The board received $3.1 million in early 2011 and $1.1 million this year. It must wait 12 months after receiving money to spend it.
Because the board has no staff, it will use the website as the sole source for groups to submit applications for the money. Projects must be in Allen County and be for construction or infrastructure projects, according to state law, meaning the money can’t be used to finance operations. The board also placed its own criteria for projects, such as whether they support high-wage jobs.
“We hope to use this capital improvement fund to increase the wealth of the community,” said Ben Campbell, board president.
Concepts submitted through the website will be reviewed by a subcommittee that will include board members and non-members to ensure the idea meets with the board’s goals. If the concept is approved by the board – the subcommittee will only be making recommendations – the applicant will be permitted to submit a full application.
Original article can be found HERE
Capital Improvement Board website can be found HERE
New doctoral-level programs bolster assets of region
A decade ago, pursuit of most professional-degree programs required study outside northeast Indiana:
Med school? You could spend two years at the IU School of Medicine-Fort Wayne, but third- and fourth-year programs weren’t available. Pharmacy school? Purdue or Butler university was the closest option. Law school? Prospective students had to look to Valparaiso, Bloomington, Indianapolis or Thomas M. Cooley Law School in Lansing, Mich.
The Community Research Institute at IPFW analyzed 2010 Census and American Community Survey data last year and found Allen County’s adult educational attainment was similar to or better than the state or nation up to the master’s degree level. Beyond master’s-level degree-holders, however, the county had lost ground since 2000.
But the past four years have brought an education transformation to the region. In addition to a growing number of master’s level programs, the IU School of Medicine-Fort Wayne has expanded to include third- and fourth-year programs on the IPFW campus. Sixty-four students just began a four-year doctoral program at Manchester University’s new College of Pharmacy. Indiana Tech has awarded its first doctorates in global leadership studies and drawn more than 900 inquiries into its new law school, set to open next fall. Trine University in Angola is preparing to hire a founding dean for its first doctorate program, in physical therapy, while Huntington University lays the groundwork for a doctoral-level program in occupational therapy.
For a region hampered by per-capita income figures trailing the rest of the nation, the new programs aren’t just a convenience to students. Its growing inventory of professional-degree programs promises a strong economic boost and rich new career opportunities.
“The education consortium is alive and well in getting these opportunities for the region,” said Michael Packnett, president and CEO of Parkview Health. “As we continue to have training and educational opportunities expanding, it gives the students in those programs exposure to the area, and we’re seeing new interest in students wanting to work here.”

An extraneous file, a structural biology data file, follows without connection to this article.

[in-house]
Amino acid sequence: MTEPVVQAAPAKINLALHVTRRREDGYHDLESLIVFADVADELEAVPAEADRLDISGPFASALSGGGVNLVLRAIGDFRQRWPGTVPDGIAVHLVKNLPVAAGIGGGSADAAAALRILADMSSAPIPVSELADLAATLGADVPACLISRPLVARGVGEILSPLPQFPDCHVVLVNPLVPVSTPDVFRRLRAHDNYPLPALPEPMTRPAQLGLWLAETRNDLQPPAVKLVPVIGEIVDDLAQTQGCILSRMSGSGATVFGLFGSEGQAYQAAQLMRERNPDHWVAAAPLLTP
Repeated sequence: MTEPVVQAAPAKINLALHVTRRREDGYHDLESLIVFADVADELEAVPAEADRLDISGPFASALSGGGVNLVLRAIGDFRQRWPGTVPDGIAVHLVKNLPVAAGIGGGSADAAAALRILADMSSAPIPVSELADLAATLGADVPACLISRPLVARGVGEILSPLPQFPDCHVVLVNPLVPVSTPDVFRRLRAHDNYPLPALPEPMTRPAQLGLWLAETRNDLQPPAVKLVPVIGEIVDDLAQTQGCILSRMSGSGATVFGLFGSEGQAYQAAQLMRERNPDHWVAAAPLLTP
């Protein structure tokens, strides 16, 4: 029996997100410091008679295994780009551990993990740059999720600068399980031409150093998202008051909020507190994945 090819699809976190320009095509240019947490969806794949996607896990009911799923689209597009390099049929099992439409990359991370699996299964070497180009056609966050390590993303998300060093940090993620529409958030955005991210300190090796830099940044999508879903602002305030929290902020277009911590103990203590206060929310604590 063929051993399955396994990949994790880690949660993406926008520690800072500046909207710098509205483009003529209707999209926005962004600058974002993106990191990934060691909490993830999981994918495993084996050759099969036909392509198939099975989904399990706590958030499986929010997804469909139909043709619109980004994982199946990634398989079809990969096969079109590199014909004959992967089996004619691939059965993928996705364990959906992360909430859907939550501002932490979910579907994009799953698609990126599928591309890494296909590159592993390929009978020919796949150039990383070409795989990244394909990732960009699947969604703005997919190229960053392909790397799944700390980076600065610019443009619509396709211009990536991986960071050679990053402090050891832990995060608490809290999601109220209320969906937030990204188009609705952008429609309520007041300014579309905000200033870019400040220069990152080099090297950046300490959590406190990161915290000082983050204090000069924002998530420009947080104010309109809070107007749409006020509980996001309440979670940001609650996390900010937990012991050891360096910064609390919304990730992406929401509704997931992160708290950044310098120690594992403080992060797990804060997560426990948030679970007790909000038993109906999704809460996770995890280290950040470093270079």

Manchester University President Jo Young Switzer, who served on the coordinating committee for Vision 2020, the regional economic development plan, said Packnett was a motivating force as the panel’s co-chairman.
“We really saw all sorts of opportunity for the region to revitalize itself,” she said. “While there are plenty of post-secondary opportunities, we did talk about the lack of doctoral-level programs. All of us – and the group included other college presidents – we all got re-energized to make our institutions stronger so we could attract more bright people to this area.”
Look at the education credentials of most any high-ranking professional in northeast Indiana and you’ll find a degree earned outside the region. Some might have started studies at local schools, but they eventually found it necessary to leave to earn a doctoral-level degree. Opportunity or family considerations drew some back, of course, but there are plenty of young professionals who have left the area to study and ended up working and living elsewhere.
While the experiences students or young professionals have outside of northeast Indiana can be a benefit when they return, there’s no doubt that some have been dissuaded from returning by the lack of advanced-training opportunities.
The first pharmacy class at Manchester includes nearly a half-dozen IPFW graduates – graduates who would have had to travel out of the region for post-secondary study if not for the new college.
It’s too early to claim the new schools will retain graduates in the region, but it’s likely that the connections they make through internships, clinical experiences and simply becoming part of the community increase the likelihood they might stay.
Both of the fourth-year students who finished studies at the Center for Medical Education this spring plan to return to the area after their residencies, according to Dr. Fen-Lei Chang, assistant dean and director of the program. Dr. Jason Siegel is a neurology resident at the College of Medicine Mayo Clinic in Jacksonville, Fla., and Dr. Brett Smith is completing a residency in orthopedics at Walter Reed Army Medical Center.